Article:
issue obviously needs to be addressed by Cardo...have added this to my list,
Option wise, there are other systems on the market and being
introduced that offer enhanced features and seemingly better management of
priorities and devices, although the cost is typically higher."
From "J.F.": "I've been using my Scala FM Bluetooth
system for one month now (Editor's Note: This is a different system than
the TeamSet reviewed above), and am very satisfied with the performance
of the unit.
The FM radio provides background music when I'm riding on
monotonous roads, and the Bluetooth link with my Verizon Chocolate phone has
been flawless. When using the phone feature, my wife could not tell
that I was riding; in fact, she told me that the fidelity of my voice was
better then when I used an Autocom Pro-M1 on my last motorcycle."
From "S.L.": "I just bought and tested a Scala
unit... At first, I was disappointed when trying to chat with my
girlfriend in the living room. I obtained the exact same results as
you....hard time recognizing voice, frequent disconnection.
Then, I decided to try them on the motorcycle. After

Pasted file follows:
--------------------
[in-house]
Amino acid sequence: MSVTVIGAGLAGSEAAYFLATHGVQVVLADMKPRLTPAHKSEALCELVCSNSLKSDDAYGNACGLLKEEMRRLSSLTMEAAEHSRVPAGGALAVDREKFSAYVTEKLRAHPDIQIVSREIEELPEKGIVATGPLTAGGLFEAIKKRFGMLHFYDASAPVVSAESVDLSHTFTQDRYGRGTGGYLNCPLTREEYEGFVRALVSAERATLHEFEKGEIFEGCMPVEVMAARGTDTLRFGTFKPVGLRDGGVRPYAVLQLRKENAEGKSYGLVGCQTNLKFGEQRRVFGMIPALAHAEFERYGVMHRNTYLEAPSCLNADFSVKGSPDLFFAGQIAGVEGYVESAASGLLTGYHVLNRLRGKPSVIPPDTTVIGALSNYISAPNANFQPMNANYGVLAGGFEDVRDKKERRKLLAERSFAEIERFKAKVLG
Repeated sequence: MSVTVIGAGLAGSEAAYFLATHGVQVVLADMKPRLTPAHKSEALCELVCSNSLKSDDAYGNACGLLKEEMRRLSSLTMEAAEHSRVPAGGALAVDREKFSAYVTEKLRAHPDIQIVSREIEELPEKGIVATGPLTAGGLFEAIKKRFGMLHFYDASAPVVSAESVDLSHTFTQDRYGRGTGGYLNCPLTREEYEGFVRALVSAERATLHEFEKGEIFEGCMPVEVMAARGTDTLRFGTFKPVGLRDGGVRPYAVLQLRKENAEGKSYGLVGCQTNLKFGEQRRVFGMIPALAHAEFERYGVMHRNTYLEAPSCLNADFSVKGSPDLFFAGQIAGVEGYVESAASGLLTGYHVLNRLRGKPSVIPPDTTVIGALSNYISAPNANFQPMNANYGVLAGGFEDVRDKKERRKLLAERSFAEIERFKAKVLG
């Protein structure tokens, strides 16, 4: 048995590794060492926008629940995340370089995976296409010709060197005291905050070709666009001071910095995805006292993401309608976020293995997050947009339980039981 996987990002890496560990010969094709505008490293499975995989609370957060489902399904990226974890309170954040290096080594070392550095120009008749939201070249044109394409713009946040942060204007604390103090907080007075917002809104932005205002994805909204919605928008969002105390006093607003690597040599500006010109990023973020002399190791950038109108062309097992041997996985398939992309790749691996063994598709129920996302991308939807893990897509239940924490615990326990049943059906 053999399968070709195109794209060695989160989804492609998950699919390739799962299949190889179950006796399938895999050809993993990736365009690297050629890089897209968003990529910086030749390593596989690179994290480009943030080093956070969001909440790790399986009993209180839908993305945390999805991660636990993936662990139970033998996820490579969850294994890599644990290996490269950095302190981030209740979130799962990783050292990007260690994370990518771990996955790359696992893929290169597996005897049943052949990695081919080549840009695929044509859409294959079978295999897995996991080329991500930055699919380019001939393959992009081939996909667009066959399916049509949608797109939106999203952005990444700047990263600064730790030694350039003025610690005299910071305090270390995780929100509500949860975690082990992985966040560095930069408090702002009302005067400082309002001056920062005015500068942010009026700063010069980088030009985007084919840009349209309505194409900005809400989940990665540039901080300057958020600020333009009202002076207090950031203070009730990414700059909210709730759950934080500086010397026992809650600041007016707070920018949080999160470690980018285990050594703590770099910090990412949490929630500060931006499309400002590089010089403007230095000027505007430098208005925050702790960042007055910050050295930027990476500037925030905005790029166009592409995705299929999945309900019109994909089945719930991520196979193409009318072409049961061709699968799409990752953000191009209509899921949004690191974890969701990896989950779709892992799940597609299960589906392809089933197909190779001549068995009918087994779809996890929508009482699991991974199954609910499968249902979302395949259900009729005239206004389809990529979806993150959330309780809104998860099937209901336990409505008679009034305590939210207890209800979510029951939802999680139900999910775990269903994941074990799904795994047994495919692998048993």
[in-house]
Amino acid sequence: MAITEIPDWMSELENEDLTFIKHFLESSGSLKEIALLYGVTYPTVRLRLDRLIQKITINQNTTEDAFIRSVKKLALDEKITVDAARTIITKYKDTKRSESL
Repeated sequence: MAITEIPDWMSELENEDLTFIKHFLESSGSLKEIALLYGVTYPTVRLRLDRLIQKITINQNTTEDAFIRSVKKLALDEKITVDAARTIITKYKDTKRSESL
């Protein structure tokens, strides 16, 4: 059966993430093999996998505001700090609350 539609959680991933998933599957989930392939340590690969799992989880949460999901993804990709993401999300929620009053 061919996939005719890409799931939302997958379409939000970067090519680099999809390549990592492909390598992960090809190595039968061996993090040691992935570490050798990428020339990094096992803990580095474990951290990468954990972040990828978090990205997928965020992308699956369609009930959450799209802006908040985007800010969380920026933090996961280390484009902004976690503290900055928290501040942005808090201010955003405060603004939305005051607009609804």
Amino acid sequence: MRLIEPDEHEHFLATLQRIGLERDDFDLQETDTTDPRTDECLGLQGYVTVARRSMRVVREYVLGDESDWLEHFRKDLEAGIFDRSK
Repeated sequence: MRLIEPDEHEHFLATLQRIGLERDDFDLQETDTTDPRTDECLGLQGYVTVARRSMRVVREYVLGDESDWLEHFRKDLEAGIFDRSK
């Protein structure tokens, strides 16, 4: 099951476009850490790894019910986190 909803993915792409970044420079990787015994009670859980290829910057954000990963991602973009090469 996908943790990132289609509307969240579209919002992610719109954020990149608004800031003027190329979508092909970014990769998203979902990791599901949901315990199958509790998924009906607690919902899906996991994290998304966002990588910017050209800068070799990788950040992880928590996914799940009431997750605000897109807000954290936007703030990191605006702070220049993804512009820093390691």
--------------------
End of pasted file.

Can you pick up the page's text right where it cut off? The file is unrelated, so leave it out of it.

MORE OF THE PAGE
all, it is what they were designed for and I read on some user comment that
it actually worked better on the road. The results were fantastic !
Literally night and day !
I suppose the really were designed to eliminate the engine
and wind noises and, when used in a perfectly silent environment, don't
perform as good as they can.
About the voice recognition, we found out it's better to
keep speaking for a certain time for it to work. If you just shout GO, START
or TEST it doesn't work. But just saying in a normal tone LALALALA
will start the unit without problems.
It does not seem to disconnect and the unit is very clear at
speeds of 90kph and below, still reasonable fro 90 kph to 120 kph and,
although we had to shout, we could understand simple commands like "Do we
take this exit or the next ?" at speeds of up to150 kph.
To conclude, the unit works great on the road..."
From "K.S.": "You've got a lot of user reviews/comments
on the Interphone
review, but none for the Cardo Scala Rider TeamSet review. Well I
hope you post this one.
I not sure that I agree with all of your comments about the